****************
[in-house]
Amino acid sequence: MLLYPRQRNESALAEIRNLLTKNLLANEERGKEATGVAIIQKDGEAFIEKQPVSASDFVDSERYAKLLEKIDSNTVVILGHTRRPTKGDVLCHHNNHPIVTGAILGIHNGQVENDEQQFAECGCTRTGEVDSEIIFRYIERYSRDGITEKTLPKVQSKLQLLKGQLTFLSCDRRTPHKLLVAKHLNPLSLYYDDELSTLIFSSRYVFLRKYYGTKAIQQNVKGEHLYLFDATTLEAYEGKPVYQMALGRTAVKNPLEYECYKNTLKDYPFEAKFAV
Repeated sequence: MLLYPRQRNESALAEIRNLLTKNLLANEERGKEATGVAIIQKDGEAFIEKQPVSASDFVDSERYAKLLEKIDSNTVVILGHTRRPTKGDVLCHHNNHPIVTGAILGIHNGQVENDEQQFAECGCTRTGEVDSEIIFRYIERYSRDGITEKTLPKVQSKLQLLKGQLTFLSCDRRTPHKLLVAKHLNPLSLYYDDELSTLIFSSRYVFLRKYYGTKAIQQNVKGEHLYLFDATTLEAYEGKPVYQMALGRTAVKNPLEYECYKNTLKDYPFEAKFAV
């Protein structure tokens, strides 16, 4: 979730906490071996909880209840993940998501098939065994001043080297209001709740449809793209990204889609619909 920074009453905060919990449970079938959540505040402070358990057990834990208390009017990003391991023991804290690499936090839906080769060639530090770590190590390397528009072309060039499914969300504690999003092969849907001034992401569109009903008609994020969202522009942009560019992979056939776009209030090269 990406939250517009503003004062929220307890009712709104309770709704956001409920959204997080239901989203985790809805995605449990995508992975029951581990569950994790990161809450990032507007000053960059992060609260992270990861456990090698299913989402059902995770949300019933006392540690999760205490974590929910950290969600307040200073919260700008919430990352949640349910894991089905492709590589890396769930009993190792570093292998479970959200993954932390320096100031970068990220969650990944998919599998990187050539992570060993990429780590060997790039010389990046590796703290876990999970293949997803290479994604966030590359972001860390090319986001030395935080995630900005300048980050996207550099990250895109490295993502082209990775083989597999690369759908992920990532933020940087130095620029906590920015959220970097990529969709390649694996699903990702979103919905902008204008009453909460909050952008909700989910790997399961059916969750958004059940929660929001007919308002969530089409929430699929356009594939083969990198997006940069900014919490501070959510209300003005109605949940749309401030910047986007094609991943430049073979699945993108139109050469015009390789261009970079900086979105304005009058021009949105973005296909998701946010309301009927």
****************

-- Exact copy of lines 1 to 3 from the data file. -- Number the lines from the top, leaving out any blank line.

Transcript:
[in-house]
Amino acid sequence: MLLYPRQRNESALAEIRNLLTKNLLANEERGKEATGVAIIQKDGEAFIEKQPVSASDFVDSERYAKLLEKIDSNTVVILGHTRRPTKGDVLCHHNNHPIVTGAILGIHNGQVENDEQQFAECGCTRTGEVDSEIIFRYIERYSRDGITEKTLPKVQSKLQLLKGQLTFLSCDRRTPHKLLVAKHLNPLSLYYDDELSTLIFSSRYVFLRKYYGTKAIQQNVKGEHLYLFDATTLEAYEGKPVYQMALGRTAVKNPLEYECYKNTLKDYPFEAKFAV
Repeated sequence: MLLYPRQRNESALAEIRNLLTKNLLANEERGKEATGVAIIQKDGEAFIEKQPVSASDFVDSERYAKLLEKIDSNTVVILGHTRRPTKGDVLCHHNNHPIVTGAILGIHNGQVENDEQQFAECGCTRTGEVDSEIIFRYIERYSRDGITEKTLPKVQSKLQLLKGQLTFLSCDRRTPHKLLVAKHLNPLSLYYDDELSTLIFSSRYVFLRKYYGTKAIQQNVKGEHLYLFDATTLEAYEGKPVYQMALGRTAVKNPLEYECYKNTLKDYPFEAKFAV